So I slowly narrated how Henrik couldn’t sleep, in his mind going through all the options again. Tried to feed the old man, tried to talk to him. And then just ended my narration with the words: “the other three are suddenly woken by the sound of a rifle shot.” The look of horror on their faces was almost intoxicating. I did say, I went for broke. Everyone had expected Henrik to use a pillow, but no, the whole point was to end his suffering as quickly as possible.

After that shock the GM had us all do an inner monolog, about how the characters reacted to that. And it was just: everyone hates Henrik! (Well except Andre who was “secretly” in love with Henrik, he was in shock, how could Henrik do that? What is happening to him?) I had no words by that point, what does Henrik think now? Nothing, so thats what I did. (You know I love silent role play, so now I have done a wordless monologue!) (achievement unlocked.)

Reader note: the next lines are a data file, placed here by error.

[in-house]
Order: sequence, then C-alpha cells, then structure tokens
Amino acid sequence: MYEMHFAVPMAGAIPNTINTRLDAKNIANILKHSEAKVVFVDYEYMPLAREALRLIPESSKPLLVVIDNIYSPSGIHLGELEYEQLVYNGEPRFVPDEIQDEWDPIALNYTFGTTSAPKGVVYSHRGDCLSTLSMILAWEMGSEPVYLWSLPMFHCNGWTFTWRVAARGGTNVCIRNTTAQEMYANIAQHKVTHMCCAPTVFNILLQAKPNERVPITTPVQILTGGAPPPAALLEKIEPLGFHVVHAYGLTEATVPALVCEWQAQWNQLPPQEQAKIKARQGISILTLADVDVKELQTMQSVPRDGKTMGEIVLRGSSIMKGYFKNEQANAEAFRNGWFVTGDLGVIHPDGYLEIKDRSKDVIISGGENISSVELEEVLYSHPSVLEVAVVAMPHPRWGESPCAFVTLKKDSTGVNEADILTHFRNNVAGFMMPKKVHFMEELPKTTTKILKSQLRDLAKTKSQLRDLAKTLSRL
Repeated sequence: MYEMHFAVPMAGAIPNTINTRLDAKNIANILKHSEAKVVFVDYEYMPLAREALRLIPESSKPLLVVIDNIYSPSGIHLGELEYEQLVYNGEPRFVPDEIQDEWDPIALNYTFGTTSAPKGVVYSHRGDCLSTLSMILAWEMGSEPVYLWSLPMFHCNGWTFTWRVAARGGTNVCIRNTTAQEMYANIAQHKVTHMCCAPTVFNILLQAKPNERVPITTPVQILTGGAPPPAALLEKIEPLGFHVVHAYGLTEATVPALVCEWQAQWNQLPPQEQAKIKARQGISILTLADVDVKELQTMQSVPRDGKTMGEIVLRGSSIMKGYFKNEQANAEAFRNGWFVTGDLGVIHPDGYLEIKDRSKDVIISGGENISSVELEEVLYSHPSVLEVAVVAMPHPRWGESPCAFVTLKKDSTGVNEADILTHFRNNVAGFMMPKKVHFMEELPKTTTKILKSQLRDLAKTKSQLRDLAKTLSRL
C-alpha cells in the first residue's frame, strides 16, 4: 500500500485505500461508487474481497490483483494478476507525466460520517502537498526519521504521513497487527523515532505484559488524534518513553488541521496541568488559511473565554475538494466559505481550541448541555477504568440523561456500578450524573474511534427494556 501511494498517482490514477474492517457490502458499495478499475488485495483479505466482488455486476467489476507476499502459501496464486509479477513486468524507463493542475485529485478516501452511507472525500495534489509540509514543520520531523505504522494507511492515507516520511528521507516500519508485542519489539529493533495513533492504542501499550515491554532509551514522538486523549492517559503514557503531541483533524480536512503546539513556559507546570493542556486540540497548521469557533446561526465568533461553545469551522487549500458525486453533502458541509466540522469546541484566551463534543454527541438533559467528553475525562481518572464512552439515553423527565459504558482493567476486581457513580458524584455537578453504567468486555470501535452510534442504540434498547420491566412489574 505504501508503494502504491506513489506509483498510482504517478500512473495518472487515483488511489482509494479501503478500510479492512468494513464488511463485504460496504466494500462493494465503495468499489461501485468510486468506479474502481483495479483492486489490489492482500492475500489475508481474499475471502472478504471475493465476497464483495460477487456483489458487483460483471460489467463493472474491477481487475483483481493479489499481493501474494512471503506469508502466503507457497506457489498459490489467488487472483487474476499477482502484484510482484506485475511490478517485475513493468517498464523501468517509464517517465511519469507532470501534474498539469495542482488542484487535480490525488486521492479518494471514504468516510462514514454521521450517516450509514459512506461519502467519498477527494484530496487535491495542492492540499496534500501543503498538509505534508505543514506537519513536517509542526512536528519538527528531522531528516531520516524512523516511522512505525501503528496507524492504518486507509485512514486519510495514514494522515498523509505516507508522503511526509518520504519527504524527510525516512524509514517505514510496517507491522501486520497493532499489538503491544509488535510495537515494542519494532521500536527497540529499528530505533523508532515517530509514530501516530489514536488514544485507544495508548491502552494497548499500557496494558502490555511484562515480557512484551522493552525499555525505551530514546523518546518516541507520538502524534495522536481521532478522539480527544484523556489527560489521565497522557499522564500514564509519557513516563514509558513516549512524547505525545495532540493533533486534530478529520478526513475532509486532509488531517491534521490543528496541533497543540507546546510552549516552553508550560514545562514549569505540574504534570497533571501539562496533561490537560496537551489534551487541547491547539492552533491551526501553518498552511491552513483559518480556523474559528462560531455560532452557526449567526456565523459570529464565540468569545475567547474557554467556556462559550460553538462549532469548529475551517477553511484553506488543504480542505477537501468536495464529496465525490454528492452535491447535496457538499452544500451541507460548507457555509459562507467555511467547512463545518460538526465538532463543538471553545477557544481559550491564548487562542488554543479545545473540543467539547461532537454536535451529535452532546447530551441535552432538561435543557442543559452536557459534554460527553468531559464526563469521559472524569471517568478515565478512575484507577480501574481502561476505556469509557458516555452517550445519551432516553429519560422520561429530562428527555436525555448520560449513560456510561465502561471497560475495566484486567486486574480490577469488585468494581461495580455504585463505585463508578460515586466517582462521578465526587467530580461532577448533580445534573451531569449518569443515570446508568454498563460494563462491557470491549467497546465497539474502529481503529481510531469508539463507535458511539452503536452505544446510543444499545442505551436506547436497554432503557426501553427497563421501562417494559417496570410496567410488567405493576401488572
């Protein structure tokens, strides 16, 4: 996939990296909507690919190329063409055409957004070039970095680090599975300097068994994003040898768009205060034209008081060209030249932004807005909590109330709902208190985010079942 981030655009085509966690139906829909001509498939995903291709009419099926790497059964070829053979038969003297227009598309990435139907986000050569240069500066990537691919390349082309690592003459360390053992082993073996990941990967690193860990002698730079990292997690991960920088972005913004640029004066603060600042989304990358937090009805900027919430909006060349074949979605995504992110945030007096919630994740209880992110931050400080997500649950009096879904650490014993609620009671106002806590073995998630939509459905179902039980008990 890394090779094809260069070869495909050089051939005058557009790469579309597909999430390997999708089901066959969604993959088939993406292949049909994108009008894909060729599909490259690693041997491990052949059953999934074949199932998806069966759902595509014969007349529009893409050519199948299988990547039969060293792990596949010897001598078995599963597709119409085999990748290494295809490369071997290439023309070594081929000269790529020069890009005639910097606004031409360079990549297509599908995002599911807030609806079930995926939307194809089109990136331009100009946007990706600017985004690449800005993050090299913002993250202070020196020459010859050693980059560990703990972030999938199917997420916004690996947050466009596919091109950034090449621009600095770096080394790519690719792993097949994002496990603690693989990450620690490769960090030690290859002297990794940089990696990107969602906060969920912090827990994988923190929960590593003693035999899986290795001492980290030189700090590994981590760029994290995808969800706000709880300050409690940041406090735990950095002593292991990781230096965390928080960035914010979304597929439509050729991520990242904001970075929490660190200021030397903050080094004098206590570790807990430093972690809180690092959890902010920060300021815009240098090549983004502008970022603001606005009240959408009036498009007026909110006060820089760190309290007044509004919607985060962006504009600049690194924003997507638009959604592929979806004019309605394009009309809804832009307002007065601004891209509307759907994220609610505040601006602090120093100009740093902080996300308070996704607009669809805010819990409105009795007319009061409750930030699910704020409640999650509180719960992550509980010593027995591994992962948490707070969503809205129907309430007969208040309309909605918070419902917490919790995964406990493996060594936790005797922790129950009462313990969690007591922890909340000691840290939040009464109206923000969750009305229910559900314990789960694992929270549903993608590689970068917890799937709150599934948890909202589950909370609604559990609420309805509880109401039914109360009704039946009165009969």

The reason I tell this long winded story, that no one will read, is this: it completely changed the character, but the change still had roots in the dilemma of the character. He went from someone who thinks too much and never makes a choice, to someone with a blank mind and who now finds action all to easy, (evident later where he rather cold hearted knocked a man down and robbed him.)